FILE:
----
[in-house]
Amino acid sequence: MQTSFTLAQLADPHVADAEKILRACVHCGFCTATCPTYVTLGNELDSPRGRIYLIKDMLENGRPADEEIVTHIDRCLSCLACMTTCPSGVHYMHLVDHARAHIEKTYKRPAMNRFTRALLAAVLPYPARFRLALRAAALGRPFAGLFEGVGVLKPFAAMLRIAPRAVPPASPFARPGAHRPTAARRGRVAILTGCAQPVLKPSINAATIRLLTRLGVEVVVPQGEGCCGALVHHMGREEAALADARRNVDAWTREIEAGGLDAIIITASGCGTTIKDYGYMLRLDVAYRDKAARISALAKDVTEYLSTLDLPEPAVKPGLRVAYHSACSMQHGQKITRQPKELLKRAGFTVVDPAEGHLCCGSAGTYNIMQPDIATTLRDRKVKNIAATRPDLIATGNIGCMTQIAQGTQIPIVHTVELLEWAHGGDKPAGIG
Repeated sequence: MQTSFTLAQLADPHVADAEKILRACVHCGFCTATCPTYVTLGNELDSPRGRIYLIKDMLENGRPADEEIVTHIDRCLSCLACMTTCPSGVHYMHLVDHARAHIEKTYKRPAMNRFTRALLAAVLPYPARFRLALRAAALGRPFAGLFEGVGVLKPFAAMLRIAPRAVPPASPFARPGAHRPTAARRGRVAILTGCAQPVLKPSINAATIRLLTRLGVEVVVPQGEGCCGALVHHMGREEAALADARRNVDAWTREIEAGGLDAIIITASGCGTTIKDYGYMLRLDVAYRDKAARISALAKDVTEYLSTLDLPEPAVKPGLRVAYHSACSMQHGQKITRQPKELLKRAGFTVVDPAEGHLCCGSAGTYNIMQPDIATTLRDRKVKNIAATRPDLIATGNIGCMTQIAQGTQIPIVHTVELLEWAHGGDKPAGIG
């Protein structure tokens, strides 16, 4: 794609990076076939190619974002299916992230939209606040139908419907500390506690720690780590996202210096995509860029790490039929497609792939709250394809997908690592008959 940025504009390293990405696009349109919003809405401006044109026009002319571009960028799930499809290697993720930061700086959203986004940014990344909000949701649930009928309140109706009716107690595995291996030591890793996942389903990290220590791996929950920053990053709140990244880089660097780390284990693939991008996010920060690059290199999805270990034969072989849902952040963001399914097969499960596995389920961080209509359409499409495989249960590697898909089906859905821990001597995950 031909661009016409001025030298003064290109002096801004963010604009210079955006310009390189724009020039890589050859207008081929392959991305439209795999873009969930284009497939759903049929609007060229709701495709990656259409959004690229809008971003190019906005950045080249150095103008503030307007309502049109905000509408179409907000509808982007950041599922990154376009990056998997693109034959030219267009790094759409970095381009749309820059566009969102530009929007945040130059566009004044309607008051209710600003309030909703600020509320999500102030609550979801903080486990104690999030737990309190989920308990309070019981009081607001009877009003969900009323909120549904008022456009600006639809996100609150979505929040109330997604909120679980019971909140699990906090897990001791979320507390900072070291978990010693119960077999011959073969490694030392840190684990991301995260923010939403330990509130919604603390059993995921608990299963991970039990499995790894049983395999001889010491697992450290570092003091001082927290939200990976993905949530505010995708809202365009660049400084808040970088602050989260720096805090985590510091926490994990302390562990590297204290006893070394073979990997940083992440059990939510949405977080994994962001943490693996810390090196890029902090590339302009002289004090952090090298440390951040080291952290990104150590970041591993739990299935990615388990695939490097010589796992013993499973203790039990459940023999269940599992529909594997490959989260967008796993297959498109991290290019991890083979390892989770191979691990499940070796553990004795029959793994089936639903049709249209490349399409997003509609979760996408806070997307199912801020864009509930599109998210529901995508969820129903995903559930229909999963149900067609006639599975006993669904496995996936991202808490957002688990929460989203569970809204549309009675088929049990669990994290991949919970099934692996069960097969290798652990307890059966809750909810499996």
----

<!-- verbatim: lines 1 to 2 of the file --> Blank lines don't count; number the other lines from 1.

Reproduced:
[in-house]
Amino acid sequence: MQTSFTLAQLADPHVADAEKILRACVHCGFCTATCPTYVTLGNELDSPRGRIYLIKDMLENGRPADEEIVTHIDRCLSCLACMTTCPSGVHYMHLVDHARAHIEKTYKRPAMNRFTRALLAAVLPYPARFRLALRAAALGRPFAGLFEGVGVLKPFAAMLRIAPRAVPPASPFARPGAHRPTAARRGRVAILTGCAQPVLKPSINAATIRLLTRLGVEVVVPQGEGCCGALVHHMGREEAALADARRNVDAWTREIEAGGLDAIIITASGCGTTIKDYGYMLRLDVAYRDKAARISALAKDVTEYLSTLDLPEPAVKPGLRVAYHSACSMQHGQKITRQPKELLKRAGFTVVDPAEGHLCCGSAGTYNIMQPDIATTLRDRKVKNIAATRPDLIATGNIGCMTQIAQGTQIPIVHTVELLEWAHGGDKPAGIG